Well, maybe not exactly ... But this week, the two food-delivery services detailed how they’re eliminating their operational impacts and continuing to engage consumers in climate-friendlier food practices.
Blue Apron partners with Aspiration to reach carbon neutrality
Image credit: Blue Apron/Facebook
This week, meal kit service Blue Apron announced that it has successfully achieved its commitment to become carbon neutral by March 31, 2022.
The company achieved its goal through the purchase of carbon offsets — offsetting its Scope 1, Scope 2 and Scope 3 emissions, based on an initial carbon footprint analysis conducted by ethical financial services provider Aspiration. The carbon credits — purchased from Aspiration — cover estimated upstream and downstream emissions that including sourcing, packaging and transporting Blue Apron’s products. Blue Apron is now working towards implementing further systematic reductions designed to achieve a longer-term goal of net zero.
“Sustainability has always been part of our DNA; and we believe it’s important to conduct our business in a way that mitigates our impact on the world around us,” said Linda Findley, Blue Apron’s President and CEO. “Achieving our carbon neutrality goal was one of our top priorities. While we are proud of this achievement, we know that there’s more work for us to do, along with others in the industry, to help ensure a better world for future generations.”
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In November, Aspiration launched its Aspiration Zero credit card — which enables consumers to track the environmental impacts of their spending, and also help offset it; the company plants trees for every purchase and doubles customers’ cash-back rewards when they reach carbon zero.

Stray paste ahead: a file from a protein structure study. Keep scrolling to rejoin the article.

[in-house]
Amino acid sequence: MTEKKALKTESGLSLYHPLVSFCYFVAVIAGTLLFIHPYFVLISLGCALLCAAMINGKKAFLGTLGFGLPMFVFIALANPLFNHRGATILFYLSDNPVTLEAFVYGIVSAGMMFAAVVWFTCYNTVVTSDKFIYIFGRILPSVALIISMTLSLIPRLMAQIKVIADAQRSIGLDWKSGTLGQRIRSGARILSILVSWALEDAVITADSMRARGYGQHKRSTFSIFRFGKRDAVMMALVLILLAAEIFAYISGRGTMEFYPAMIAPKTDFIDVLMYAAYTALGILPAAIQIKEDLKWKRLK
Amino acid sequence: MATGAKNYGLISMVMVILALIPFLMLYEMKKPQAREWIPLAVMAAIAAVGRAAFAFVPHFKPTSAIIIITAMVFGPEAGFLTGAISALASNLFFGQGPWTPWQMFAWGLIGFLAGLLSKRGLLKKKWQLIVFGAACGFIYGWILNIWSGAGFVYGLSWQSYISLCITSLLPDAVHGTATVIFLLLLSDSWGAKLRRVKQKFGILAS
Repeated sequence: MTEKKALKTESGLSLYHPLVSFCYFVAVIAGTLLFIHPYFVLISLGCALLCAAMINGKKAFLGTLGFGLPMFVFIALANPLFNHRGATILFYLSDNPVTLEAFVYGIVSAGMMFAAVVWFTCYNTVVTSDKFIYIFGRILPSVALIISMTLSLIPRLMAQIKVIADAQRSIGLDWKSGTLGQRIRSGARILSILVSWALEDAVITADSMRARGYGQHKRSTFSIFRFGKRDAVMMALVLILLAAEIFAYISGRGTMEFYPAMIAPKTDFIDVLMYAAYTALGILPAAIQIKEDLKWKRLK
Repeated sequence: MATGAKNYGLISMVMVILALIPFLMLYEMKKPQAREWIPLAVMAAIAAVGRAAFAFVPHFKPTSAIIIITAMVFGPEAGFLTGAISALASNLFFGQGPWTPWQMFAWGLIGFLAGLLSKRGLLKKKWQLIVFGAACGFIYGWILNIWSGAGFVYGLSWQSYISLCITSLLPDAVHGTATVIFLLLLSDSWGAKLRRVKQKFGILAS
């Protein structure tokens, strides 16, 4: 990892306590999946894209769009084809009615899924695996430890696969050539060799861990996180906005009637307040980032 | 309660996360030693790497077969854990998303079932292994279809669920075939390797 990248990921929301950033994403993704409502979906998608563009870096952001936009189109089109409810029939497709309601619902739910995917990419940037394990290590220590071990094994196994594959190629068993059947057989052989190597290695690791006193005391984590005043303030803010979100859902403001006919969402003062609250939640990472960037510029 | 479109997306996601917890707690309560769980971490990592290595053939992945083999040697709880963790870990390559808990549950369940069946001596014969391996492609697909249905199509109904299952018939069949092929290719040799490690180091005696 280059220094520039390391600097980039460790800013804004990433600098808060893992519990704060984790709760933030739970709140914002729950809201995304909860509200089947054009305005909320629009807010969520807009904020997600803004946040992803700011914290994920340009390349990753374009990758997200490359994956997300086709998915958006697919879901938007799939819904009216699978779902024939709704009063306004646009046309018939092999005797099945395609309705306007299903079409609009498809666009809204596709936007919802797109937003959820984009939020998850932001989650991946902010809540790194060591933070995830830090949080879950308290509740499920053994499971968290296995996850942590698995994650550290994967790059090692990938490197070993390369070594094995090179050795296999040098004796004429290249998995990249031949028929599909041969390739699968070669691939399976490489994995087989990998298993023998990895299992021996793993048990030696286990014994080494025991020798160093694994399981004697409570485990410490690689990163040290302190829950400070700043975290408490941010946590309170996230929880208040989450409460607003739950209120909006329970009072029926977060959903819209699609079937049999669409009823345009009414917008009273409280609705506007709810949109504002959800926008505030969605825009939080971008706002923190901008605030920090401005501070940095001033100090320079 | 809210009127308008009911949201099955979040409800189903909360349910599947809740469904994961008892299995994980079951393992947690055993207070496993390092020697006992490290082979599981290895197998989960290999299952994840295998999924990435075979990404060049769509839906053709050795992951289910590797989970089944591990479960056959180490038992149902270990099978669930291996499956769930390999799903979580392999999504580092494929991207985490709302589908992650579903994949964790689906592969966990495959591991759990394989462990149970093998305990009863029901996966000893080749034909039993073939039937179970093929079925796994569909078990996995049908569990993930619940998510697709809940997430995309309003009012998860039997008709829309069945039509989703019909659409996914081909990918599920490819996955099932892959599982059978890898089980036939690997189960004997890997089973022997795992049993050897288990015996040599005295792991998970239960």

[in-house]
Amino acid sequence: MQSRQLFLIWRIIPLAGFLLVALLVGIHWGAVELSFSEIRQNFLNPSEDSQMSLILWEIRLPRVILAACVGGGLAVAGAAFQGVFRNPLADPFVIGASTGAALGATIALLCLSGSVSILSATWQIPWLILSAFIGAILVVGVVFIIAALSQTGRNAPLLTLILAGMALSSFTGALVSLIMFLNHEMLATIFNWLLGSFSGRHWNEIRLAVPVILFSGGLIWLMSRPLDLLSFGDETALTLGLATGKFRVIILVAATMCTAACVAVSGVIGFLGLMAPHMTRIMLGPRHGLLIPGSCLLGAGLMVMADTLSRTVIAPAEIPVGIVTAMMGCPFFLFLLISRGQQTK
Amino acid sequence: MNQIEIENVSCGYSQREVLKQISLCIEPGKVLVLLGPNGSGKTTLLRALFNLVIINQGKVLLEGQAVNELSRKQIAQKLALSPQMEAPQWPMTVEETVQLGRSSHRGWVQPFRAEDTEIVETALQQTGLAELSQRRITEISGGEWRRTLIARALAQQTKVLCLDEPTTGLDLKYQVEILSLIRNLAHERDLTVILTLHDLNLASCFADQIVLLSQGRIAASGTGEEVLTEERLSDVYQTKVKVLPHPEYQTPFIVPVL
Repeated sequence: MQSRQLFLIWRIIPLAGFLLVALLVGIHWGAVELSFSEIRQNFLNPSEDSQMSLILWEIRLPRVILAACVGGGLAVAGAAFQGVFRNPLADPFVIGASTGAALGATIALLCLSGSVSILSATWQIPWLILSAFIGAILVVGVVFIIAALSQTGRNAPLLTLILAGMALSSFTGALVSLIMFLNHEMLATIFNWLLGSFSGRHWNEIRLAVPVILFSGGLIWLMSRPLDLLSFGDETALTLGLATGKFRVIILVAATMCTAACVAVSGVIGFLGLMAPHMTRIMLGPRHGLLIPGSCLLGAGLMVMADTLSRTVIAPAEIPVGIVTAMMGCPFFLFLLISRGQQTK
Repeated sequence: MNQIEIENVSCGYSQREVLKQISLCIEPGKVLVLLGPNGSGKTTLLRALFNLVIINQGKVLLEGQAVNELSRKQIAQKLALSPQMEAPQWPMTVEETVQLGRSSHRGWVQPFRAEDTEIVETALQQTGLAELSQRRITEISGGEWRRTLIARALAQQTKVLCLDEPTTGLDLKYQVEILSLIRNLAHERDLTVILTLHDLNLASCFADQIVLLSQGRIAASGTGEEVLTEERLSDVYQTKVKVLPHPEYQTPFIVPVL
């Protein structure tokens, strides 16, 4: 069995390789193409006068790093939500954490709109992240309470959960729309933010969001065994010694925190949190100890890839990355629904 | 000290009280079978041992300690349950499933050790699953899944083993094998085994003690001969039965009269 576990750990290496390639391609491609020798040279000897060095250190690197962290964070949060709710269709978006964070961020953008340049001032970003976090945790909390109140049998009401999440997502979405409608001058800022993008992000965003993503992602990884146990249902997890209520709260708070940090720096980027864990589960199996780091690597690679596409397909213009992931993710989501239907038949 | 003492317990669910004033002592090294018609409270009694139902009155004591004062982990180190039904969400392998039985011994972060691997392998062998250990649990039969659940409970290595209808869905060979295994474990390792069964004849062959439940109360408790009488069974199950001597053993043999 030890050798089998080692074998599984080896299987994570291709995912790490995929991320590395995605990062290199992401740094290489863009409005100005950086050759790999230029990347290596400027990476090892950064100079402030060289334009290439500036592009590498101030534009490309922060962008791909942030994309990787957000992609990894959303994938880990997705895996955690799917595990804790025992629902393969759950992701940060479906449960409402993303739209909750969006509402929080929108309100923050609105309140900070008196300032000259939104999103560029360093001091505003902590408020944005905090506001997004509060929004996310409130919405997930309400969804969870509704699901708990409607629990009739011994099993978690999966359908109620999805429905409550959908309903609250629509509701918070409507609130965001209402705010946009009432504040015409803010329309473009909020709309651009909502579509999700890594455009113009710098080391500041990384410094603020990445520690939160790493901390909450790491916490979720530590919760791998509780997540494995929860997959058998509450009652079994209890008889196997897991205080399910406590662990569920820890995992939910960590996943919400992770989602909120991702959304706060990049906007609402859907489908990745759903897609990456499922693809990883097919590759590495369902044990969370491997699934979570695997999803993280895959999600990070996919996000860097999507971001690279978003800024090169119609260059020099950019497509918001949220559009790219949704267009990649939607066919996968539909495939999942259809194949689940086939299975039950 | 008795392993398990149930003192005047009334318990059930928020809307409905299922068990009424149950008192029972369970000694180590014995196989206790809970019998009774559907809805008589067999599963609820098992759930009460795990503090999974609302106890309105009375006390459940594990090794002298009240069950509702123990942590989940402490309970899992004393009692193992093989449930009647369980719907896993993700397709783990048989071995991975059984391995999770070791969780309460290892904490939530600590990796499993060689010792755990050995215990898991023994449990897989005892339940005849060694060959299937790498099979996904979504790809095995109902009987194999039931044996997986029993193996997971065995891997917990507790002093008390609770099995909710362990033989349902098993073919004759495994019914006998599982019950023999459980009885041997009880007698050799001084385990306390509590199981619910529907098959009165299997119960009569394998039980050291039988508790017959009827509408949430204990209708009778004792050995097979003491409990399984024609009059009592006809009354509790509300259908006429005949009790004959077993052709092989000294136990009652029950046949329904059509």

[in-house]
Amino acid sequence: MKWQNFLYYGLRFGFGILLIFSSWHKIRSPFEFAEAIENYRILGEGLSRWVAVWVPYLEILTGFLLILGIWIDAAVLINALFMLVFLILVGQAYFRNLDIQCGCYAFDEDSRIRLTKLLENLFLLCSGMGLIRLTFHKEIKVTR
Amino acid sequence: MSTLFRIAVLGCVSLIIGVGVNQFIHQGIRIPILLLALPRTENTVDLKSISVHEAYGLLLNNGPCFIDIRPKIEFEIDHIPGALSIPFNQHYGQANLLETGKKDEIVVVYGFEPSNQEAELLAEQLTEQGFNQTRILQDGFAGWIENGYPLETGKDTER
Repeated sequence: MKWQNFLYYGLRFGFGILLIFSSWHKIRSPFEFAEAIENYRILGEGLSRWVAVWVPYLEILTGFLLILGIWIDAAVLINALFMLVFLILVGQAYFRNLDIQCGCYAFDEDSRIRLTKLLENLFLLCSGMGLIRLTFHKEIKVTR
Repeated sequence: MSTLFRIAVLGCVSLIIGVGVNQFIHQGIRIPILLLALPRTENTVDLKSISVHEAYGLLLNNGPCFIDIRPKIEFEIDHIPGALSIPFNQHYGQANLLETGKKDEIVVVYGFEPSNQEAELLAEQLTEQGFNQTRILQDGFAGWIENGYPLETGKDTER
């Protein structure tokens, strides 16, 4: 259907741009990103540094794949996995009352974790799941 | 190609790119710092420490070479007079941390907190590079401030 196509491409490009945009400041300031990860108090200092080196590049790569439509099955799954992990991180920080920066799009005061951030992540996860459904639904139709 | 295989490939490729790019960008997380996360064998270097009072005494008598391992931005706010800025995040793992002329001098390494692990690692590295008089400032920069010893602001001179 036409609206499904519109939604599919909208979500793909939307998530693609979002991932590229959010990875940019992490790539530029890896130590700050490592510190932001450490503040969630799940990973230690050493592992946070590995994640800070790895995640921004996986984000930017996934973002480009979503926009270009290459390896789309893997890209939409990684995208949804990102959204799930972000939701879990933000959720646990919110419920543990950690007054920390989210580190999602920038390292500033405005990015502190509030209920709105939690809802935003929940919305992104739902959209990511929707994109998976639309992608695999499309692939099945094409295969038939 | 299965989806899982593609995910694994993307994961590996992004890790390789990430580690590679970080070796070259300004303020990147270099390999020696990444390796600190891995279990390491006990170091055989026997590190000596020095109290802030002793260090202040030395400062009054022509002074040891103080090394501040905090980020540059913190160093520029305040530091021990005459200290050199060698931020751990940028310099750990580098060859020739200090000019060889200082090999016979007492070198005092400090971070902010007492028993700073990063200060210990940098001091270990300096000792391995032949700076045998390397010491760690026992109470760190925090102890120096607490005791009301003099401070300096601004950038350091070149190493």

In December, Blue Apron and Aspiration announced plans for a co-branded Blue Apron Aspiration Zero Card — which will also offer cardholders rewards to help fight the climate crisis. A first for the meal-kit industry, the Blue Apron Aspiration Zero Card will reward cardmembers on qualifying Blue Apron purchases. With every qualifying purchase made on the card, Aspiration will plant a tree and let users plant an additional tree by rounding up purchases to the nearest dollar.
While meal kit services were flagged early on as wasteful from a sustainability standpoint, a 2019 study found that meal kits often create fewer climate impacts per meal than grocery store-bought food. Since then, newer offerings to emerge from the US and Canada have embedded a waste-free experience into their offering.
Too Good to Go becomes 'Carbon Neutral+', celebrates 100M surprise bags saved
Image credit: Too Good to Go/Facebook
Meanwhile, speaking of mitigating waste, Too Good to Go — the world’s #1 marketplace for surplus food — has published its second annual Impact Report to provide transparency on the progress it is making in its food-saving work, on and off the app.